The OSCE's hopes of promoting a broad discussion of the new draft election code have, however, been disappointed. The opposition compiled hundreds of objections to the draft bill, but at the same time insisted that those objections should be addressed not at the series of roundtable discussions convened for that purpose in December 2002-February 2003 by the OSCE's Baku office, but by a Conciliation Commission, on which both opposition and authorities would be represented (see "RFE/RL Caucasus Report," 2 and 16 January and 3 March 2003).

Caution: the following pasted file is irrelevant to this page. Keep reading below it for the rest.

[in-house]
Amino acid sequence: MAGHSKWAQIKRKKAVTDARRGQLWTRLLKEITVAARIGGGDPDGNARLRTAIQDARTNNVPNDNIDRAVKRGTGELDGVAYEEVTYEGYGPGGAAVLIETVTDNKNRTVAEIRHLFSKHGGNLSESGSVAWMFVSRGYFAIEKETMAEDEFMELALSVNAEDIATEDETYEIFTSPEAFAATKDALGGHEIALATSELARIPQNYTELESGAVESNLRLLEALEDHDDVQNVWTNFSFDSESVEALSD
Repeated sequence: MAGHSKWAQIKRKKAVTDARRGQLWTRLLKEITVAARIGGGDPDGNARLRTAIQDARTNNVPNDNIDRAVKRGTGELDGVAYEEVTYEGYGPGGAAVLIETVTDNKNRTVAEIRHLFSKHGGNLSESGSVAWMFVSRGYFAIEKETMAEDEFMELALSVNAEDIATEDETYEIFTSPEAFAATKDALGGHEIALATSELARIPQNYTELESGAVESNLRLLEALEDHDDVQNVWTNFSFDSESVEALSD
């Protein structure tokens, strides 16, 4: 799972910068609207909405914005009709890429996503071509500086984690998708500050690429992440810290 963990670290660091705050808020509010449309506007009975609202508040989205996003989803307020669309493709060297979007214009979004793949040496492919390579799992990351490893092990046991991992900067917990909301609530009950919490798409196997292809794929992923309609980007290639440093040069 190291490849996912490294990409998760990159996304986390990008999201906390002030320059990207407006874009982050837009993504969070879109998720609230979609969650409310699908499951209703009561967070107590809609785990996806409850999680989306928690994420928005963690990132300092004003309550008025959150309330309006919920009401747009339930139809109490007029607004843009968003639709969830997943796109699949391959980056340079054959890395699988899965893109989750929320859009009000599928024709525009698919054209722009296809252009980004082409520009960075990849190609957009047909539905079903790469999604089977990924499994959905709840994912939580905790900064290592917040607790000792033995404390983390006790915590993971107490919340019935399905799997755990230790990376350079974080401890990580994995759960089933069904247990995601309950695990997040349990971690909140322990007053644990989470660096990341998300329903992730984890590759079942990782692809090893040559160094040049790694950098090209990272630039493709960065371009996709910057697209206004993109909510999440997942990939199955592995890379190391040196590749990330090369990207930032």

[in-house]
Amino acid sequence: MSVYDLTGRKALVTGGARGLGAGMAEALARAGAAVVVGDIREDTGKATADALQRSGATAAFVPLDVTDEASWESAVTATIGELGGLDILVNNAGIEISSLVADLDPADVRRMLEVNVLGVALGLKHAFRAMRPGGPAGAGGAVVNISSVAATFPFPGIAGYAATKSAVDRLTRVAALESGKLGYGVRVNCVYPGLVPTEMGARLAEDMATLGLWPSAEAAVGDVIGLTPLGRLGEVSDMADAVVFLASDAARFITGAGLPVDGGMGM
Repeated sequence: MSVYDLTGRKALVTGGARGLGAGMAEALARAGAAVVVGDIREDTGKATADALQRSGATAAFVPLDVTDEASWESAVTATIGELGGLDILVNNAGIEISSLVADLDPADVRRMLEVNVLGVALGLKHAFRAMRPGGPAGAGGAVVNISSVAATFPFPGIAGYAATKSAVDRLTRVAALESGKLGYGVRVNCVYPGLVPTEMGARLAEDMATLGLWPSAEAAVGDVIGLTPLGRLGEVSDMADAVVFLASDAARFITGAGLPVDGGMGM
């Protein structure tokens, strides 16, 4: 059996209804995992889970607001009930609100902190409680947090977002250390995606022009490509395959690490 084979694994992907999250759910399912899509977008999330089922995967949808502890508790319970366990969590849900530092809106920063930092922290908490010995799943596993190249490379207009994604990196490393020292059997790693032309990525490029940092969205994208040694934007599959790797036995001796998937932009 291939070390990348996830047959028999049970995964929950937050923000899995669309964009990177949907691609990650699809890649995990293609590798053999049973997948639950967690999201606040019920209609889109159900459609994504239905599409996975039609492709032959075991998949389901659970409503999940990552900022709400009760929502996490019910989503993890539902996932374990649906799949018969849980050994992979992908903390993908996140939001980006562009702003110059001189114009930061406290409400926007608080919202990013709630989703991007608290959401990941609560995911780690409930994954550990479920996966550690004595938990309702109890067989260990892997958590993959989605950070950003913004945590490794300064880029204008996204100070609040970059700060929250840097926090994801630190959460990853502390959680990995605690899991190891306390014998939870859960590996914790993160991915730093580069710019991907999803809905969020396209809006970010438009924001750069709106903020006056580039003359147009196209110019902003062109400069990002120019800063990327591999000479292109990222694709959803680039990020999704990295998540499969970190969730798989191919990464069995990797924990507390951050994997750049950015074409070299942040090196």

When all efforts to establish such a commission failed, the opposition decided to focus on what it perceived as the draft code's gravest shortcoming, which was the proposed composition of election commissions at all levels. (The reason for that emphasis was the power invested in election commissions to falsify on the final protocol the number of votes cast for each candidate or party.) The draft code set the number of Central Election Commission (CEC) members at 21, three of them judges. (The opposition protested that the inclusion of judges would violate the constitutionally guaranteed independence of the judiciary, and that provision was dropped from the draft in late April.) One third of the CEC members were to be named by the political party that constituted the parliamentary majority, currently the Yeni Azerbaijan Party (YAP) created as President Aliev's personal power base, one third by minority parties, and the remaining third by non-partisan parliamentary deputies. The opposition objected to that model on the grounds that virtually all the non-partisan parliamentary deputies in fact support the present leadership, and that the proposed division of seats on the CEC would give the present leadership a two-thirds majority.